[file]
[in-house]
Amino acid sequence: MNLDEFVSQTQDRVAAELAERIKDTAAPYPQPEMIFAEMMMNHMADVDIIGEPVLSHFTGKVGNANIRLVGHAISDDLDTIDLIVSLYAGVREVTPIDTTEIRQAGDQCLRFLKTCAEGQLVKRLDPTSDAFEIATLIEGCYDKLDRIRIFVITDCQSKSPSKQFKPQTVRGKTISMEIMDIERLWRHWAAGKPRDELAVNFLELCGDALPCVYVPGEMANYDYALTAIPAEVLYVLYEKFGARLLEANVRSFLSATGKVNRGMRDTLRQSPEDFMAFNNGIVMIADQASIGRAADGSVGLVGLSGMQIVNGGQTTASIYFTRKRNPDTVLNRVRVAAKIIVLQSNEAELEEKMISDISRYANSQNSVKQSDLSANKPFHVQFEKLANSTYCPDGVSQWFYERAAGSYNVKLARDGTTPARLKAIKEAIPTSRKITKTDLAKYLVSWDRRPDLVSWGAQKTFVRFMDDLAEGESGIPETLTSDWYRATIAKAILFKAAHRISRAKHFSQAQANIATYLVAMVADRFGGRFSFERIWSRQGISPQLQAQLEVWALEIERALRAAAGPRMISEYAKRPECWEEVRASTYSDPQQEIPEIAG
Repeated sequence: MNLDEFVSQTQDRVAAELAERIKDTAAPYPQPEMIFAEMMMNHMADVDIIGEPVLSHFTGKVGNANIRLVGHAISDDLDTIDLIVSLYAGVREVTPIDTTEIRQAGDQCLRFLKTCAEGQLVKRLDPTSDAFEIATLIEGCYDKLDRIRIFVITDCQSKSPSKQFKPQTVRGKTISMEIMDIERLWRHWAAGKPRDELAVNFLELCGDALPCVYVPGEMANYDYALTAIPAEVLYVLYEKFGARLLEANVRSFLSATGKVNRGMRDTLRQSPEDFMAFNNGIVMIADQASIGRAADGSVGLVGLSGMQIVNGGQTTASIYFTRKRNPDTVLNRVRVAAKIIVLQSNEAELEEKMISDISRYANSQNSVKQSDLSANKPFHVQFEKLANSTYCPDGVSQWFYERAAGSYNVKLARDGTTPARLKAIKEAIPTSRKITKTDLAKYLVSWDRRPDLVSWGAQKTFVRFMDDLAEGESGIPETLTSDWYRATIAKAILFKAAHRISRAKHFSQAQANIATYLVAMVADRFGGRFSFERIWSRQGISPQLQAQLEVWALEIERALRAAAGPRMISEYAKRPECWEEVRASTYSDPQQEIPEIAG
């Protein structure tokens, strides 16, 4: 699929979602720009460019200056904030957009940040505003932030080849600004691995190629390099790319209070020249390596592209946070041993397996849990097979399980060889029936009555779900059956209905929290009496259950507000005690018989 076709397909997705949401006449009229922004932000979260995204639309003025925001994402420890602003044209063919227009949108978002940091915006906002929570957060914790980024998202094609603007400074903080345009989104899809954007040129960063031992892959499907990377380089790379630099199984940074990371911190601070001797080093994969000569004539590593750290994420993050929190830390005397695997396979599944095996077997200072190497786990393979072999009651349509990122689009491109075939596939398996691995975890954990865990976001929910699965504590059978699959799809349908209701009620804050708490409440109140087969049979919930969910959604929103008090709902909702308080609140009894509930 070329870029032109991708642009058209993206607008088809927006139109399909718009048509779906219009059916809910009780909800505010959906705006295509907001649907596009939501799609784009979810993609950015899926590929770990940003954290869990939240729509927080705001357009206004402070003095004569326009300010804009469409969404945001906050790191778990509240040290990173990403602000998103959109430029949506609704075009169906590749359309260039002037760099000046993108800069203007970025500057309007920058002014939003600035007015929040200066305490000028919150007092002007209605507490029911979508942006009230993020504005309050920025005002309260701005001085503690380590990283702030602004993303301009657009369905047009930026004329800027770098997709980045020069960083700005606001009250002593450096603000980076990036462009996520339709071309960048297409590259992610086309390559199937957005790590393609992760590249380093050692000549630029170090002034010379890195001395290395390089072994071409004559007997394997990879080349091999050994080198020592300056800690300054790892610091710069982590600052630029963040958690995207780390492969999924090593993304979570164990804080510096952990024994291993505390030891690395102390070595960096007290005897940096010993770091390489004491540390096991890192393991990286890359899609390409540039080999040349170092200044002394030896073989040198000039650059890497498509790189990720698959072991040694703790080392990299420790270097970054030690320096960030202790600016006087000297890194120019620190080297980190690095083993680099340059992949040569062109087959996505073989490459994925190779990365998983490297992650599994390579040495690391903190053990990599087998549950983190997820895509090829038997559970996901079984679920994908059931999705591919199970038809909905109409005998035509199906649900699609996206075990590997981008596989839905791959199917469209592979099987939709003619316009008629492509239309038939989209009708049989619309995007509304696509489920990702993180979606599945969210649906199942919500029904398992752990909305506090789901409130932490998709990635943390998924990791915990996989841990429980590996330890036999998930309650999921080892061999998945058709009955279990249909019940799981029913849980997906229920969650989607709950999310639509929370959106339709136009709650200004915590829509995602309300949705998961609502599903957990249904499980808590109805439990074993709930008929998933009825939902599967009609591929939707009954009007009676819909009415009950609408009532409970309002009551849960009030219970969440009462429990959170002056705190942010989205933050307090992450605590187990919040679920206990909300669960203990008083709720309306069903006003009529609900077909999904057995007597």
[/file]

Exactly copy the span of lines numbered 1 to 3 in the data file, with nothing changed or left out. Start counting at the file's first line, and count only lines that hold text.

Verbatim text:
[in-house]
Amino acid sequence: MNLDEFVSQTQDRVAAELAERIKDTAAPYPQPEMIFAEMMMNHMADVDIIGEPVLSHFTGKVGNANIRLVGHAISDDLDTIDLIVSLYAGVREVTPIDTTEIRQAGDQCLRFLKTCAEGQLVKRLDPTSDAFEIATLIEGCYDKLDRIRIFVITDCQSKSPSKQFKPQTVRGKTISMEIMDIERLWRHWAAGKPRDELAVNFLELCGDALPCVYVPGEMANYDYALTAIPAEVLYVLYEKFGARLLEANVRSFLSATGKVNRGMRDTLRQSPEDFMAFNNGIVMIADQASIGRAADGSVGLVGLSGMQIVNGGQTTASIYFTRKRNPDTVLNRVRVAAKIIVLQSNEAELEEKMISDISRYANSQNSVKQSDLSANKPFHVQFEKLANSTYCPDGVSQWFYERAAGSYNVKLARDGTTPARLKAIKEAIPTSRKITKTDLAKYLVSWDRRPDLVSWGAQKTFVRFMDDLAEGESGIPETLTSDWYRATIAKAILFKAAHRISRAKHFSQAQANIATYLVAMVADRFGGRFSFERIWSRQGISPQLQAQLEVWALEIERALRAAAGPRMISEYAKRPECWEEVRASTYSDPQQEIPEIAG
Repeated sequence: MNLDEFVSQTQDRVAAELAERIKDTAAPYPQPEMIFAEMMMNHMADVDIIGEPVLSHFTGKVGNANIRLVGHAISDDLDTIDLIVSLYAGVREVTPIDTTEIRQAGDQCLRFLKTCAEGQLVKRLDPTSDAFEIATLIEGCYDKLDRIRIFVITDCQSKSPSKQFKPQTVRGKTISMEIMDIERLWRHWAAGKPRDELAVNFLELCGDALPCVYVPGEMANYDYALTAIPAEVLYVLYEKFGARLLEANVRSFLSATGKVNRGMRDTLRQSPEDFMAFNNGIVMIADQASIGRAADGSVGLVGLSGMQIVNGGQTTASIYFTRKRNPDTVLNRVRVAAKIIVLQSNEAELEEKMISDISRYANSQNSVKQSDLSANKPFHVQFEKLANSTYCPDGVSQWFYERAAGSYNVKLARDGTTPARLKAIKEAIPTSRKITKTDLAKYLVSWDRRPDLVSWGAQKTFVRFMDDLAEGESGIPETLTSDWYRATIAKAILFKAAHRISRAKHFSQAQANIATYLVAMVADRFGGRFSFERIWSRQGISPQLQAQLEVWALEIERALRAAAGPRMISEYAKRPECWEEVRASTYSDPQQEIPEIAG